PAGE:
Swine Flu update 19 May 09: Foreign Office issues new guidelines on travel to MexicoThe Foreign Office has revised its guidelines on travel to Mexico, and is no longer advising against all but essential travel to Mexico.
The World Health Organisation (WHO) swine flu pandemic alert level still stands at phase 5. This means that human to human transmission of the flu virus has occurred in at least two countries, and a pandemic is imminent, but not certain.
The Foreign Office has revised its guidelines on travel to Mexico, and is no longer advising against all but essential travel to Mexico. This is in light of a recent decline in reported cases of swine flu in the country, after its peak on 26 April 2009. The majority of cases have been reported in Mexico City.
Anyone planning to travel to Mexico or other parts of the world affected by swine flu are strongly advised to arrange for appropriate health and travel insurance before travelling.
According to latest figures released by the World Health Organisation, a total of 9830 people in 40 countries have now been infected with the influenza A (H1N1) virus, with 79 deaths. Countries hardest hit by the disease with the most confirmed cases are all in the Americas – USA (5123), Mexico (3648) and Canada (496).
Outside the Americas, the only countries with more than a hundred confirmed cases are the UK (102), Spain (103) and Japan (159). Seventeen European countries have reported a total of 265 people infected.
Advice for UK travellers to affected areas
If you are travelling to an affected area:
- consult your GP before travelling. This is even more important if you have a pre-existing medical conditions.
- before travelling, check the Foreign Office website for travel advice specific for the country you plan to visit. This is updated regularly. For the same advice, telephone 0845 850 2829. The line is available 24 hours a day.
- where possible, avoid crowds and mass gatherings
- avoid close contact (within 2 metres) with people who are ill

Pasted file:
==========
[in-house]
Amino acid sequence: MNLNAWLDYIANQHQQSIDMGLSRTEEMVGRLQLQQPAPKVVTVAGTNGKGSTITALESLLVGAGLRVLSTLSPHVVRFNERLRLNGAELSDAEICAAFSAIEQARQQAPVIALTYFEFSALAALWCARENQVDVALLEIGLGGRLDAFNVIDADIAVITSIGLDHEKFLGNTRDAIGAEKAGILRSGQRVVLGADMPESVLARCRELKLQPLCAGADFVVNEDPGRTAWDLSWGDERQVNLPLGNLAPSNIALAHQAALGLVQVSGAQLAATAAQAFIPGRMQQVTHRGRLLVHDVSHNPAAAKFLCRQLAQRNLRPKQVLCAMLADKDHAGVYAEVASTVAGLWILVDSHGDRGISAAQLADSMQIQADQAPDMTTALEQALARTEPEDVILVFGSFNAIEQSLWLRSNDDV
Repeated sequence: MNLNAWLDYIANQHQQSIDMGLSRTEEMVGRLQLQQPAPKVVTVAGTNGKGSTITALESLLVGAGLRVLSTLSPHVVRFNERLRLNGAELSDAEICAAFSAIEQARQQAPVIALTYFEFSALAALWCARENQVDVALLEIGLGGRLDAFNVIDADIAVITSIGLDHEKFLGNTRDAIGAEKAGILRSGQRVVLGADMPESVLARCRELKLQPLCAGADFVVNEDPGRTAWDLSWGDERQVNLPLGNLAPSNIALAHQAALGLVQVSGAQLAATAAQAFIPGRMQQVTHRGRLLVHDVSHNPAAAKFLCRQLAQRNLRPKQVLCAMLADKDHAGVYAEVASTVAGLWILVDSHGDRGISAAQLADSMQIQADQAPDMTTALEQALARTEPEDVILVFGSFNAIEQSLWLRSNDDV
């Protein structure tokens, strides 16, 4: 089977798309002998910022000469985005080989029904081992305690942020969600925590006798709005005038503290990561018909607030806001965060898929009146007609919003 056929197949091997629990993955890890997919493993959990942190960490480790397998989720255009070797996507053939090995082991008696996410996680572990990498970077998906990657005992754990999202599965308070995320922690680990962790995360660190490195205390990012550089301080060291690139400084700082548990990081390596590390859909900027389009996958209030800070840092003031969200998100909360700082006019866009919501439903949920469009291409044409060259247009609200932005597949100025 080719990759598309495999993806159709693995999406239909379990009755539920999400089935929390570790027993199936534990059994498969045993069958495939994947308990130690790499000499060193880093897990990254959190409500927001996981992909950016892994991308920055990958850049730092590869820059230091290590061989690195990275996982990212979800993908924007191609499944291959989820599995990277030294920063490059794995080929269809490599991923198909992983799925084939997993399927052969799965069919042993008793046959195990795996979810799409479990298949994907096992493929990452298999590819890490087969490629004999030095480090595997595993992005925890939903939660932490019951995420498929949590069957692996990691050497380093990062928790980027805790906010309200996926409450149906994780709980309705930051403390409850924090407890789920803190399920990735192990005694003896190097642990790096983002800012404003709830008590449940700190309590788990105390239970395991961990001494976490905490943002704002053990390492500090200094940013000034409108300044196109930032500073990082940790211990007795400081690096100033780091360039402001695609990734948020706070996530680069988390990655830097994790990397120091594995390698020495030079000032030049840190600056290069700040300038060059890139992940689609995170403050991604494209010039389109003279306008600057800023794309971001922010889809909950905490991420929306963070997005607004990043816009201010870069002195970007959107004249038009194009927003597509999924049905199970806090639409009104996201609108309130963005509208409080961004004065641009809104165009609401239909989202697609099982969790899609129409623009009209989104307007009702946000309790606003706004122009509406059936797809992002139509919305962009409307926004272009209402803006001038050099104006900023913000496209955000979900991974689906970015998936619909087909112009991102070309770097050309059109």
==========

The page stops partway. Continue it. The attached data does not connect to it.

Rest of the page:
To minimise your risk of catching the virus, good respiratory and hand hygiene is essential, including:
- covering mouth and nose when coughing and sneezing, use a tissue
- throwing tissues away quickly and carefully
- washing hands regularly with soap and water
- cleaning hard surfaces (like door handles and remote controls) frequently with a normal cleaning product
Advice for returning travellers
If you have recently visited one of the countries or areas where human cases of influenza have been identified, it is important to monitor your health closely for seven days after your visit to the affected area. There is no need to isolate yourself from other people as long as you feel well.
During this period, if you develop a feverish illness accompanied by one or more of the following:
- sore throat
- aching muscles and joints
- runny nose
- severe weakness and fatigue
you should stay at home and contact your GP by ‘phone or seek advice from NHS Direct (0845 4647). It is important your GP is told about your recent travel to an affected area. Depending on the symptoms, further investigations may be necessary.
Doctors have been asked to consider swine influenza A (H1N1) virus infection when assessing returning travellers and visitors to the UK who present with flu-like symptoms and have a history of travel to affected areas in the 7 days preceding illness
This article was published on Tue 19 May 2009
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